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A new initiative in British Columbia aims to increase the number of under-represented groups including women, Indigenous peoples, immigrants and people with disabilities in the province’s growing applied science, technology and engineering sectors.

Announced earlier this year by the B.C. government, which is providing funding of up to $2.2-million over two years, the program aims to break down barriers by identifying common issues in the recruitment and retention of women through pilot projects, such as mentorship for employees and resources and training for employers.

Theresa McCurry, CEO of ASTTBC, says B.C. needs a cultural shift to reach our goal to increase the number of women in the engineering and applied science workforce to 30 per cent within the next decade.


A 2017 report by HR Tech Group, an association of human resources professionals employed in B.C. tech companies, projected a talent shortfall in the tech sector and low levels of diversity and representation from key groups.

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The pilot projects will be managed by Applied Science Technologists and Technicians of BC (ASTTBC) and HR Tech Group. They will look at how best to attract, retain and support career advancement of equity-seeking groups in B.C.’s technology workforce.

Theresa McCurry, CEO of ASTTBC, says collaboration with industry organizations, employers, school districts, post-secondary institutions and high schools is essential to increase the recruitment, retention and advancement of women in the applied science technology sector.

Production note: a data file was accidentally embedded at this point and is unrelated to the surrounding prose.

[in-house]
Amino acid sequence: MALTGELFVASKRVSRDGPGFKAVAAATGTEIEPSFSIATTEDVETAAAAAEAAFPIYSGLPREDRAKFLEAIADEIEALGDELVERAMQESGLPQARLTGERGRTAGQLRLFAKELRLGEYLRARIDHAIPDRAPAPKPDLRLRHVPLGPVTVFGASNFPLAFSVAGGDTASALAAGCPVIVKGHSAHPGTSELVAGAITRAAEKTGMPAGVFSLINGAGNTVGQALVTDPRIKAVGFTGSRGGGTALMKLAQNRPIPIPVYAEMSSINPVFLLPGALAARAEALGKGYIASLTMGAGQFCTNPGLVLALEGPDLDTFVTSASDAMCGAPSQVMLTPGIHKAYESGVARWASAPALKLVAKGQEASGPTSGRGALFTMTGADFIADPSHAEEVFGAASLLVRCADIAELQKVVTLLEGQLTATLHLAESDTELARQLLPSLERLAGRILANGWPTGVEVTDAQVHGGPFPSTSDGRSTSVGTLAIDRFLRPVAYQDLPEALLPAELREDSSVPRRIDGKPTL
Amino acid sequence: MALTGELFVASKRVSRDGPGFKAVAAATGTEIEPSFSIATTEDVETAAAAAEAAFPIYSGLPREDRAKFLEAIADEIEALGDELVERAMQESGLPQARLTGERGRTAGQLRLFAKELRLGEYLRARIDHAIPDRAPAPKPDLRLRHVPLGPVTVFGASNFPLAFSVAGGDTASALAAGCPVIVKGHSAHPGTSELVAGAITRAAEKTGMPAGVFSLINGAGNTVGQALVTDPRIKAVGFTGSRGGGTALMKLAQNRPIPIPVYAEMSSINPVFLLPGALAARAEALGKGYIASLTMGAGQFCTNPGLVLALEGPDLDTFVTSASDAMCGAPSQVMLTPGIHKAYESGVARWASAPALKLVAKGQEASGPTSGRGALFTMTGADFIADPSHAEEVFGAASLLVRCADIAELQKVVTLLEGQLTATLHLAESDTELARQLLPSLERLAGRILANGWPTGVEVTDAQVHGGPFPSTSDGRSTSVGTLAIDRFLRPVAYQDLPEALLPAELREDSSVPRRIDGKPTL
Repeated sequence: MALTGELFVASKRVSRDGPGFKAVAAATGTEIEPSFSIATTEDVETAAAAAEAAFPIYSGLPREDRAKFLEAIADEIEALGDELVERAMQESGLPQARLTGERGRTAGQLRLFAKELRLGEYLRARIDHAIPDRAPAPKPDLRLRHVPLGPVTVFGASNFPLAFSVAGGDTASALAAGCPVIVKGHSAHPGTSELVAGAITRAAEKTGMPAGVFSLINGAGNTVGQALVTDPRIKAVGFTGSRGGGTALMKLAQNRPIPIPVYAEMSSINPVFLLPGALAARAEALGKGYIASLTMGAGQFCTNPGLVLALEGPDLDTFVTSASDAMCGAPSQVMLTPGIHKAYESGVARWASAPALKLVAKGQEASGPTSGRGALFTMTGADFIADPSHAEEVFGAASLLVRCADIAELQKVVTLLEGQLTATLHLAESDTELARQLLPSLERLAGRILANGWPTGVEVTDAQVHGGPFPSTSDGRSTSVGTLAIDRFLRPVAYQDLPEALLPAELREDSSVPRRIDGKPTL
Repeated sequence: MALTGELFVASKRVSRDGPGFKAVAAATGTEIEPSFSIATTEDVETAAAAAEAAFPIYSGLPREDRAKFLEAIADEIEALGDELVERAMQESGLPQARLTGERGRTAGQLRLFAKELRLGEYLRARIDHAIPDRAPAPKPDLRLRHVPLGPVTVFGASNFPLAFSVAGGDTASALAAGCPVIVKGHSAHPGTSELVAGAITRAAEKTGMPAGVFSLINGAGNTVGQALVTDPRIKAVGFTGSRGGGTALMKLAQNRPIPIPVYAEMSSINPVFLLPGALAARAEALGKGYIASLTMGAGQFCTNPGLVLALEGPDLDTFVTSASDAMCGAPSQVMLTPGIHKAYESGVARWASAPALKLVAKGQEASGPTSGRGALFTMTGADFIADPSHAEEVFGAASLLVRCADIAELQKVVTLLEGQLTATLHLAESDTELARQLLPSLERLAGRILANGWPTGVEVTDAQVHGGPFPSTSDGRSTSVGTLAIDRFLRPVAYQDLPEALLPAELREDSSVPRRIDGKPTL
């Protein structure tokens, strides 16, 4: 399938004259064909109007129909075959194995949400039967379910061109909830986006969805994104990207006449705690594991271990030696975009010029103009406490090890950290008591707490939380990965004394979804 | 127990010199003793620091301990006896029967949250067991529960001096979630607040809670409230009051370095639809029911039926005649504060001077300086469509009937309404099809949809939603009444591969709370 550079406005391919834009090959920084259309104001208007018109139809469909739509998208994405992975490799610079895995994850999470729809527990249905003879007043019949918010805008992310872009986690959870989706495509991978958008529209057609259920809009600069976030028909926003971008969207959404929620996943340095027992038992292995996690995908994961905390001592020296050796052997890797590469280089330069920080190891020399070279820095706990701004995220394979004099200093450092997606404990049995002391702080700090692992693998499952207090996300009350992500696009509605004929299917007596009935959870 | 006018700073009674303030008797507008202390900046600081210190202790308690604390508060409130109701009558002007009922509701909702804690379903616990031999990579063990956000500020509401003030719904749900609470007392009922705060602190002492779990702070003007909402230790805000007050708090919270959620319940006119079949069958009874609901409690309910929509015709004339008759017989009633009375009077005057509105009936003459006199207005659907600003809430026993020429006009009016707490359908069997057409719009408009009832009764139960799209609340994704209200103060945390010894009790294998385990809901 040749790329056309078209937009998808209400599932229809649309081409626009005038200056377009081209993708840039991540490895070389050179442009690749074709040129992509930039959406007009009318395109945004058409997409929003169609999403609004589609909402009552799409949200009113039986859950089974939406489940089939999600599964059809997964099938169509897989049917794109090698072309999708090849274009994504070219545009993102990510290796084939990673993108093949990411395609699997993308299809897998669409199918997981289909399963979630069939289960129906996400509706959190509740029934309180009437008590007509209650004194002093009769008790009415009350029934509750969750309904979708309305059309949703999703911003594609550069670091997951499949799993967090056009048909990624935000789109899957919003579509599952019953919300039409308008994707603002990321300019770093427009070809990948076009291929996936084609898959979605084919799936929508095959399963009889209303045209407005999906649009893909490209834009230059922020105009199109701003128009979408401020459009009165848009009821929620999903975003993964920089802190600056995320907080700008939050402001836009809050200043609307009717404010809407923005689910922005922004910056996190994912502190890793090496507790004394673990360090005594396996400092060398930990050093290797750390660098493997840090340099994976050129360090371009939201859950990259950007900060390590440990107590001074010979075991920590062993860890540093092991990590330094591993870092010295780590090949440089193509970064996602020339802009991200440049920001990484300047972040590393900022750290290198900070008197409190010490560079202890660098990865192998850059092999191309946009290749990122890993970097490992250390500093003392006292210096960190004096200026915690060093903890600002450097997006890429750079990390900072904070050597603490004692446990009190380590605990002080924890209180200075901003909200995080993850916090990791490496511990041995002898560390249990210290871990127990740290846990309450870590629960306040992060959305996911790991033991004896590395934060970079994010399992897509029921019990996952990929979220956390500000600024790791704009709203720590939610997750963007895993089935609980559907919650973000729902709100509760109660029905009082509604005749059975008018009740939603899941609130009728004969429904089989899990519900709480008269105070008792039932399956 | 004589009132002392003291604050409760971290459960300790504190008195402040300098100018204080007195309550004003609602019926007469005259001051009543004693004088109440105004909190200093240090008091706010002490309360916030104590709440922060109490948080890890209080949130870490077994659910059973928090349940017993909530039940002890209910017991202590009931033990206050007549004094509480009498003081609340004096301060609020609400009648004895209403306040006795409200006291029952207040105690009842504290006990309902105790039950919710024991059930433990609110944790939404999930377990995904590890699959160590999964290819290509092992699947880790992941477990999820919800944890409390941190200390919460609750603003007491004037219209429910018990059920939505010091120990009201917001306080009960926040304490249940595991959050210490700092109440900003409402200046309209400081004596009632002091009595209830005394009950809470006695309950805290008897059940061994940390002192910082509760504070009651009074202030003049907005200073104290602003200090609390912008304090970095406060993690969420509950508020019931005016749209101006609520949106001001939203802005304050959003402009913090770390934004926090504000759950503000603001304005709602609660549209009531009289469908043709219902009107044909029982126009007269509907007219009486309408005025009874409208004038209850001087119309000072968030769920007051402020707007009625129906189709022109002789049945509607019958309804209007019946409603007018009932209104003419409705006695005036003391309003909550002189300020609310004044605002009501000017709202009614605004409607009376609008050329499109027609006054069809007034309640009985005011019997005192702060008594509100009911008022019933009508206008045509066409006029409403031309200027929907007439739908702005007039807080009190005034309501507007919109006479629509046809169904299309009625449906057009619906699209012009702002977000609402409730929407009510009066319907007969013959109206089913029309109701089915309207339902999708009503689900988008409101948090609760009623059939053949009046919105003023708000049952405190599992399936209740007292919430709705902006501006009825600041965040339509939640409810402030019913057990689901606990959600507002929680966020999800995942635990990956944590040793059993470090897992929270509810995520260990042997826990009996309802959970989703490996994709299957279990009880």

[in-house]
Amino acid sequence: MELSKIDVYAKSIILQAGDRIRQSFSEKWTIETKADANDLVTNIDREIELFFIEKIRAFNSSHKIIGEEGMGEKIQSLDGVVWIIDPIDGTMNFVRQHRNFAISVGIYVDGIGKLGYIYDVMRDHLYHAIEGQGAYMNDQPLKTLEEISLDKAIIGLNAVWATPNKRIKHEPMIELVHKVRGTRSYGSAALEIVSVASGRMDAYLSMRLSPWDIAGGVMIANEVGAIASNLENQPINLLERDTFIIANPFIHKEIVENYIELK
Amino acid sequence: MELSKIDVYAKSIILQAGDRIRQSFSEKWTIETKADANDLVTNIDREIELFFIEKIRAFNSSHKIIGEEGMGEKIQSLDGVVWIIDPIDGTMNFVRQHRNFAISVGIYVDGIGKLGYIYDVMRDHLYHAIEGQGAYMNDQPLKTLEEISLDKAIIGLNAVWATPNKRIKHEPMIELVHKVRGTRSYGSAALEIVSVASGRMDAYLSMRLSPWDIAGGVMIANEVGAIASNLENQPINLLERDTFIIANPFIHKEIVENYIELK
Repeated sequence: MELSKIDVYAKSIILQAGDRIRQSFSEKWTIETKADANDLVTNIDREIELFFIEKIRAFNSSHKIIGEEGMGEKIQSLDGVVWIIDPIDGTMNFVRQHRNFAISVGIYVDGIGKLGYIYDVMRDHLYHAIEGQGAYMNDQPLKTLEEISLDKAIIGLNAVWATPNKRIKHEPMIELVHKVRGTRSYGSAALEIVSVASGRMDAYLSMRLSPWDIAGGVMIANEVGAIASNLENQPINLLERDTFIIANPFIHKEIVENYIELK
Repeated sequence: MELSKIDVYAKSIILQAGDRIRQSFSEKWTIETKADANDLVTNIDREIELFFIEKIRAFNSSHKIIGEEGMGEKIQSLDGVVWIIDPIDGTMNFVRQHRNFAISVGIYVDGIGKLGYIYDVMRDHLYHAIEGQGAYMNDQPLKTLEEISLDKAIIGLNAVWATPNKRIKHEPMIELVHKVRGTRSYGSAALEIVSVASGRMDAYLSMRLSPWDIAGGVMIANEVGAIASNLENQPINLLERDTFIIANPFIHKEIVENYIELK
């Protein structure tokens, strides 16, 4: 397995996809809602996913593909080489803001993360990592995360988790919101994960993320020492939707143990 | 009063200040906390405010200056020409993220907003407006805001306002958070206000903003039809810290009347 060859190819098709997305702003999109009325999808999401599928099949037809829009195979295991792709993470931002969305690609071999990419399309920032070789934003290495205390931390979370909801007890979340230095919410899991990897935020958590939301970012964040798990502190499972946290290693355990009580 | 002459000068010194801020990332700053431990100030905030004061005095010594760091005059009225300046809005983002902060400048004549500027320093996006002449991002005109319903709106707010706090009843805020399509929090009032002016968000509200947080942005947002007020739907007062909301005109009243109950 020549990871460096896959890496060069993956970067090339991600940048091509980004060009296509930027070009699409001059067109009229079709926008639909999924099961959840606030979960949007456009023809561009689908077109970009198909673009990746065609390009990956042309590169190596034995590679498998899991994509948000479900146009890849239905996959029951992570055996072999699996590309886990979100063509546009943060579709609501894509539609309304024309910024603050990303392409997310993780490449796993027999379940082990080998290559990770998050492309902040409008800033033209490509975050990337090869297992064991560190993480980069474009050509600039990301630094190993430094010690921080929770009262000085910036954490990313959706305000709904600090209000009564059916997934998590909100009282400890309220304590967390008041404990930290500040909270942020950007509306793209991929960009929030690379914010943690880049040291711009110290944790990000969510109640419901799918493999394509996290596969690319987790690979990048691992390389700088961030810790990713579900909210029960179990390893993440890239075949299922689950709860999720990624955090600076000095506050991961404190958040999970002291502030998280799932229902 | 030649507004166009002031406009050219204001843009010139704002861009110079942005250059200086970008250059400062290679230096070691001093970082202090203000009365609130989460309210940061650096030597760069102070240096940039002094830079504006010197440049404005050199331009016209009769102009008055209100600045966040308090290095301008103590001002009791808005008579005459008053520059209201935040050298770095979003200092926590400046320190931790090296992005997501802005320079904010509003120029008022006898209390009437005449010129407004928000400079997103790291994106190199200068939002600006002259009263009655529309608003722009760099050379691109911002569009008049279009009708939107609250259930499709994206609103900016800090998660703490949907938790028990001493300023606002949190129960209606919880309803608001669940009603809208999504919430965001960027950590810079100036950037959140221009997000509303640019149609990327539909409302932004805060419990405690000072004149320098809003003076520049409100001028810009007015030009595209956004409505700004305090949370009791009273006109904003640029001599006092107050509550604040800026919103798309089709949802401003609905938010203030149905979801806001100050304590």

“Women are making strides to increase their representation in STEM fields but still make up only about 15 per cent of engineers and applied scientists,” she says. “We need a cultural shift to reach our goal to increase the number of women in the engineering and applied science workforce to 30 per cent within the next decade.”

Stephanie Hollingshead, CEO, HR Tech Group, says she anticipates that the project will have a tangible and immediate impact on the industry and on B.C.’s economy.

“There is a strong willingness in our sector to improve diversity and inclusion practices, but the majority of tech organizations in our province are small and mid-sized, and they simply do not have the resources to do the work required,” she says.

Advertising feature produced by Randall Anthony Communications. The Globe’s editorial department was not involved.

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